I am a member of a group coaching network (The COO Roundtable) where I meet monthly with my peers to share issues and problems we are working on. I attend industry conferences put on by partners such as Salesforce and Google. At these events I meet fellow executives. I sometimes attend conferences around a specific topic (e.g., this year I was at The AI Summit at London Tech Week).  I mentor a startup founder once a month (where I always learn something even if I am the one being the mentor). I am involved in a local charity as Director, and I am the committee member of a couple of community groups.

“We are together. We are unified, and of one accord. Because together, we got pow-wow”

Lyrics from the song Come Together by Primal Scream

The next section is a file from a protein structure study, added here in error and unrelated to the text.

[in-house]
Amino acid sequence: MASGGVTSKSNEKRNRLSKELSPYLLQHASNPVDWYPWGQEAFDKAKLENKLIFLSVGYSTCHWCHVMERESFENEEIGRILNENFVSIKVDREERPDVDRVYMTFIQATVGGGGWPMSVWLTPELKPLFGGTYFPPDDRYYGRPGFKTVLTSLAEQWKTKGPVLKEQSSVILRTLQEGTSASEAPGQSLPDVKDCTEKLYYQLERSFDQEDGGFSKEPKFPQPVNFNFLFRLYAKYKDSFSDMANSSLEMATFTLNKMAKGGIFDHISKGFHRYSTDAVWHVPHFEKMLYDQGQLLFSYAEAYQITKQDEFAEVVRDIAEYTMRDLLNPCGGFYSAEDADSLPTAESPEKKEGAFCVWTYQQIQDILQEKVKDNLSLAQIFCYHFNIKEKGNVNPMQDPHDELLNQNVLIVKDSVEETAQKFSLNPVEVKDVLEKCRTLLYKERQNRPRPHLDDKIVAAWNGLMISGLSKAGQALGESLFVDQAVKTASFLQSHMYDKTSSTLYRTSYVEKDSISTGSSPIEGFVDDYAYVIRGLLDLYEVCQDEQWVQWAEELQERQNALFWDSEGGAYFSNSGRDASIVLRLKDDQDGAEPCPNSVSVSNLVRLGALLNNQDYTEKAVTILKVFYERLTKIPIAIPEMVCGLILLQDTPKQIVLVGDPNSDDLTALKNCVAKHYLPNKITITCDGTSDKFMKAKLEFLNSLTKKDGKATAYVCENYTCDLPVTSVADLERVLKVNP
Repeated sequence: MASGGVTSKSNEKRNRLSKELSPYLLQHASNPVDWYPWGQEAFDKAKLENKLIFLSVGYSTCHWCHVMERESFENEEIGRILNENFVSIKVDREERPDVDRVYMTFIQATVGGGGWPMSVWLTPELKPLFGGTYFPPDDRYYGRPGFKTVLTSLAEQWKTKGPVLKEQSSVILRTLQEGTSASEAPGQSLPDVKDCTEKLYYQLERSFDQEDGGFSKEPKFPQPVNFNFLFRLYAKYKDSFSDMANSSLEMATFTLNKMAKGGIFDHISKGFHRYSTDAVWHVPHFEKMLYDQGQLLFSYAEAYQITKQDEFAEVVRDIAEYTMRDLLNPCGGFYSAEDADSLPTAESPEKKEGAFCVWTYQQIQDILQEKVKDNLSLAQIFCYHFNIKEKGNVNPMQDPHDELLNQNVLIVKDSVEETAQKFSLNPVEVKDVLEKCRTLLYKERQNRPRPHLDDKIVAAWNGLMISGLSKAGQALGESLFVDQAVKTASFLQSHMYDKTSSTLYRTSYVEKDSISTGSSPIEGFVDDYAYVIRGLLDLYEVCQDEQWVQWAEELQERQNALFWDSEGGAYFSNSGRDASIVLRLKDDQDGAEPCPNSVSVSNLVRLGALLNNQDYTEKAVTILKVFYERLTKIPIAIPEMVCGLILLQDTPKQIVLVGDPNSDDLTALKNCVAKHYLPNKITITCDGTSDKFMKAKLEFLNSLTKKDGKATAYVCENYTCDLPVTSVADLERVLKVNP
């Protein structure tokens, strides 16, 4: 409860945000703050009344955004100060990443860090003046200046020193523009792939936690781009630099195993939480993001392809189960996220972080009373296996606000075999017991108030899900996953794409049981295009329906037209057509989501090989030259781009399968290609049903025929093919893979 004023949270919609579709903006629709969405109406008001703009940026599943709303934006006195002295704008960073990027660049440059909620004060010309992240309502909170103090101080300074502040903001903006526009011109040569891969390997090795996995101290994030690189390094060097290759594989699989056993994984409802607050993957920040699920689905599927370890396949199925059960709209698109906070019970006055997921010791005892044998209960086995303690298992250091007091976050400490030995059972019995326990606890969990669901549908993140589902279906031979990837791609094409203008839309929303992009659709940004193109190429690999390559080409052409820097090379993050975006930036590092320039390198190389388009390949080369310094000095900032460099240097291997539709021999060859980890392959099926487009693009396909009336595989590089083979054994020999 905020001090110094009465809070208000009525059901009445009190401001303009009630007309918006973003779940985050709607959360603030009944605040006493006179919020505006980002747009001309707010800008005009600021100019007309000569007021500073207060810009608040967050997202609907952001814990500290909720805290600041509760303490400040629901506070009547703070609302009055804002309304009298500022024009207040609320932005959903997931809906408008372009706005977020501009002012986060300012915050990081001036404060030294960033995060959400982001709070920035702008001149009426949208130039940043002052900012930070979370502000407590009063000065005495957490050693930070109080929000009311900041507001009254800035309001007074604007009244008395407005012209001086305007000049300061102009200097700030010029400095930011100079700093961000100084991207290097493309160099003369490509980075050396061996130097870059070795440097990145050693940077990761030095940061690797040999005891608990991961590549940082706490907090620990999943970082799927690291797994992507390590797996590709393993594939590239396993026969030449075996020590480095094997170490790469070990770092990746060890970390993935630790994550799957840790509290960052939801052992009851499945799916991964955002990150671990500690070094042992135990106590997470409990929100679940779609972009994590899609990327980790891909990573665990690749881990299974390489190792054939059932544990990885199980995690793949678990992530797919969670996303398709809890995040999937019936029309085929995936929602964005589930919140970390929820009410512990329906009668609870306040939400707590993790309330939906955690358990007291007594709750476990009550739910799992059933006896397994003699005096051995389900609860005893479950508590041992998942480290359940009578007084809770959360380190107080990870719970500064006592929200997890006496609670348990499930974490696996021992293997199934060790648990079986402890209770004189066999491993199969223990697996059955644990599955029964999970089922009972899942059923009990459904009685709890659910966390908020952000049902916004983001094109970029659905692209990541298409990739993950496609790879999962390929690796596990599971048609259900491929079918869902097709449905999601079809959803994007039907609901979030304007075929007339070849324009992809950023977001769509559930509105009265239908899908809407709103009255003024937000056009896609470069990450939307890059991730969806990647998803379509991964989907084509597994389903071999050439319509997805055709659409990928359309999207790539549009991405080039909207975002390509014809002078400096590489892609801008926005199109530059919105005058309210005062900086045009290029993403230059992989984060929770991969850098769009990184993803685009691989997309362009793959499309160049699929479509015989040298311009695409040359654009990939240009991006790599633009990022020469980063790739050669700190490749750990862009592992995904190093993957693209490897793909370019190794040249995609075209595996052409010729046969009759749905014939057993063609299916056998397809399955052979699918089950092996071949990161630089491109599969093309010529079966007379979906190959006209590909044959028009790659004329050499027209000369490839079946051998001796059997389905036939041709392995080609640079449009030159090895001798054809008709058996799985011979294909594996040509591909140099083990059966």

Pow-wow. If I’m stuck, rather than struggle on alone (such is my character), I’ve learned to ask myself who I know who could help. This is probably the single most important lesson learned in my personal growth journey. Who I know is often a result of networking. And the payback from networking is measured in years and decades, never on the day.

If you’re not a natural networker/notworker(!), here’s a few tips.

  1. Do your homework. Try and find the attendee list. Find something out about the companies or the people attending. Look at their public social feeds - this can be great for more personal icebreakers.
  2. Arrive early. In an empty room it’s much more natural to strike up conversations with other early arrivals. You’ll also have more time relax and get into the zone.
  3. Ask questions. At the end of a talk, stick your hand up, introduce yourself and your company and ask a question. It means everyone in the room now knows who you are and if they are interested, they may come talk to you in the break.
  4. Go up to someone that asked a question. “That was a great point you made at the end there. Hi I’m David.”